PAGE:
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Classical biological control of the papaya Mealybug, Paracoccus Marginatus Williams and Granara de Willink, (Hemiptera: Pseudococcidae) in Sericulture

R.N. Singha*, A. Tikadera & Beera Saratchandraa
aCentral Silk Board, Bangalore 560068, Karnataka,India

Received 4th January, 2012; Revised 26th February, 2012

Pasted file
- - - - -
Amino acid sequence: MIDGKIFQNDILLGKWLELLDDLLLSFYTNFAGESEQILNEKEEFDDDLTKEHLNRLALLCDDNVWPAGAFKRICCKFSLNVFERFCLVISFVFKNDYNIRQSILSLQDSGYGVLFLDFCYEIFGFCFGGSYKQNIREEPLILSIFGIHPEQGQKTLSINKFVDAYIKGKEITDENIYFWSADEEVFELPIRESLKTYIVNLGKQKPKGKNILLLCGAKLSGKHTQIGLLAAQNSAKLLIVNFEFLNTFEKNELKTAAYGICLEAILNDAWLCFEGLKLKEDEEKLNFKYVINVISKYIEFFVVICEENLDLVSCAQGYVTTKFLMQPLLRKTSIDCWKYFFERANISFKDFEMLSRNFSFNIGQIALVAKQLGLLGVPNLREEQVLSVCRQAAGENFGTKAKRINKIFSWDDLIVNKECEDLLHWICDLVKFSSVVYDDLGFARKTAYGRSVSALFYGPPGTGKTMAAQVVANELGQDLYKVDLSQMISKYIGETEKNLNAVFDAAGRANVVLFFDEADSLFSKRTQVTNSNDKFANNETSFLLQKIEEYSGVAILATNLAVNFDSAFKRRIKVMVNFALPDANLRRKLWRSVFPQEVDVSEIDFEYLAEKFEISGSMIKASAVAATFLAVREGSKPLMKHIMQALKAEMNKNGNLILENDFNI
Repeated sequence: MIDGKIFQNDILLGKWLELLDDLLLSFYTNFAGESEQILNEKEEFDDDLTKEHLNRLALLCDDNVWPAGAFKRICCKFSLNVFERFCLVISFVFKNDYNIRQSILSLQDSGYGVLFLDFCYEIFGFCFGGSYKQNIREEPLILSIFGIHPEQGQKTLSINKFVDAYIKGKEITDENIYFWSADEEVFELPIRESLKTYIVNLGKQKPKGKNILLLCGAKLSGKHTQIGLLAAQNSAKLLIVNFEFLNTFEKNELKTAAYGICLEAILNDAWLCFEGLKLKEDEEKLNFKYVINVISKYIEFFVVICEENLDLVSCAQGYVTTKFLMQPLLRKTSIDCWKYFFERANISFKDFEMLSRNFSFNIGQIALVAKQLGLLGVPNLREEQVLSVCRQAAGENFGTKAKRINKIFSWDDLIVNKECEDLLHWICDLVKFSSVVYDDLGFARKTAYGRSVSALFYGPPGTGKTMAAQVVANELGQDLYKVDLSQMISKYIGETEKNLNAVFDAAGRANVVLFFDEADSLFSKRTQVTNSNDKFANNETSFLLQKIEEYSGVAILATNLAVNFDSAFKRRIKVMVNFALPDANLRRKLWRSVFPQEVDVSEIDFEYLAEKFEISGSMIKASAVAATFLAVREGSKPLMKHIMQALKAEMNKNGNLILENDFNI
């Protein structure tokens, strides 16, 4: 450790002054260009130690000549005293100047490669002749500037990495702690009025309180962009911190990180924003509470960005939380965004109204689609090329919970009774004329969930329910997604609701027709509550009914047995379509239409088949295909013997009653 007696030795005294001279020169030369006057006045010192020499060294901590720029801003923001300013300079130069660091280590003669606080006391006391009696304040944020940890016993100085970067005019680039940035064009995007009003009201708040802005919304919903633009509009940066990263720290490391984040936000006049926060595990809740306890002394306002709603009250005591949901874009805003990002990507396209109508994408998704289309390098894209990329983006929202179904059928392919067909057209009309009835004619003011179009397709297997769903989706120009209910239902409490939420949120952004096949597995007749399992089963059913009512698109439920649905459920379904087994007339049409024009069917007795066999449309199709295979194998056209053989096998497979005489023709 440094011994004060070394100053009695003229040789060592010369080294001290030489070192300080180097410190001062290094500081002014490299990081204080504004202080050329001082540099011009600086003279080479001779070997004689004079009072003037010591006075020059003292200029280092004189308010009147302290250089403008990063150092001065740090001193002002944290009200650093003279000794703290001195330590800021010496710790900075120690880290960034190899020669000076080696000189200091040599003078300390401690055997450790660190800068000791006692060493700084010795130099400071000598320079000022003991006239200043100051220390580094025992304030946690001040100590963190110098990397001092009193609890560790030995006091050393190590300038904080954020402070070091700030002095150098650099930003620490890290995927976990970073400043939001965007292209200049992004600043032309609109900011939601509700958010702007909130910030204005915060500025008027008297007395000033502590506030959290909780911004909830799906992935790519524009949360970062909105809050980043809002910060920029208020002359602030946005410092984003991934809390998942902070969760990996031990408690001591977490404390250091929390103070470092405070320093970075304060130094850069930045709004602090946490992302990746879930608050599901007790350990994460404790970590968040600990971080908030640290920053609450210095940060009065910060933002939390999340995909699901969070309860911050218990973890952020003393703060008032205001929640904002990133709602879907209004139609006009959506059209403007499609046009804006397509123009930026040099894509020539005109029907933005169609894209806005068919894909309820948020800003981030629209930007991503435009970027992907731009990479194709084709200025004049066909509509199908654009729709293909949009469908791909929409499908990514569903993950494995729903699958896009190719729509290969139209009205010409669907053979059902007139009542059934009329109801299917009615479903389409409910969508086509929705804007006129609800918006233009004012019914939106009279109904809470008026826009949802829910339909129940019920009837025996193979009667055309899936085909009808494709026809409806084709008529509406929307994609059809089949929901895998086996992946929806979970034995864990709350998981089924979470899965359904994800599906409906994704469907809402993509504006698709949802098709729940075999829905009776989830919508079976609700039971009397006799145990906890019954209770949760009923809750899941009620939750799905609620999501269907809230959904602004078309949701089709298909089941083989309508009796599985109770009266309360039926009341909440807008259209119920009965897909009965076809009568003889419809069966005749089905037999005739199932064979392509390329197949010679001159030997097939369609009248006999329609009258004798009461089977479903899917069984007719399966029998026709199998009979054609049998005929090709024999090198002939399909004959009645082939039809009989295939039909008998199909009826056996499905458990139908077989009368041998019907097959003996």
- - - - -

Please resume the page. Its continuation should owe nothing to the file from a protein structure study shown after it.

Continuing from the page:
Abstract : The papaya mealybug (PM), Paracoccus marginatus Williams and Granara de Willink, (Hemiptera:Pseudococcidae), is a major pest of mulberry plants in south India. Apart from common predators, several parasitoids viz. Acerophagus papayae (Noyes and Schauff), Anagyrus loecki (Noyes and Menezes), Anagyrus californicus Compere, and Pseudaphycus sp. have been reported to be highly potential. Recently another parasitoids identified as Pseudleptomastix mexicana (Noyes and Schauff) has been reported to be highly effective at field level. All four species of parasitoids prefers to attack second and third instars of P. marginatus. However, Acerophagus sp. emerged as the dominant parasitoid species. The parasitoids Anagyrus loecki Noyes, Pseudleptomastix mexicana Noyes and Schauff, and Acerophagus papayae Noyes and Schauff (Hymenoptera: Encyrtidae) were imported from Puerto Rico and field released in Tamil Nadu. Anagyrus loecki and A. papayae appear to be promising biological control agents of PM in Tamil Nadu. The reduction of the papaya mealybug population density levels below detectable levels was observed in a six-month period following the introduction of these exotic parasitoids. Following the successful implementation of a classical biological control program, the risk of this mealybug spreading to other neighboring states has been considerably reduced. Biological potential, reproductive strategy, host searching ability and sex ratio of the parasitoids have been reported. Biological suppression methods involving augmentation, conservation and utilization of natural enemies are the most important aspect and the pest population is maintained at lower level by the action of parasitoids in its natural habitat. Augmentation involves actions to increase the populations of beneficial effects of parasitoids. Augmentation through inoculative or inundative releases of parasitoid is the most direct way of increasing the numbers of these beneficial. However our limited mass rearing capability is a serious impediment to the effective implementation of augmentation programme. Suitable strategy has been evolved for mass rearing of the parasitoids. Efficient and economical mechanized rearing systems are key requirements to wide spread use of this approach to biological control. Cost efficient and effective utilization of augmentation techniques is possible and has been implemented successfully to contain the bug population. All these aspects have been discussed in detail.

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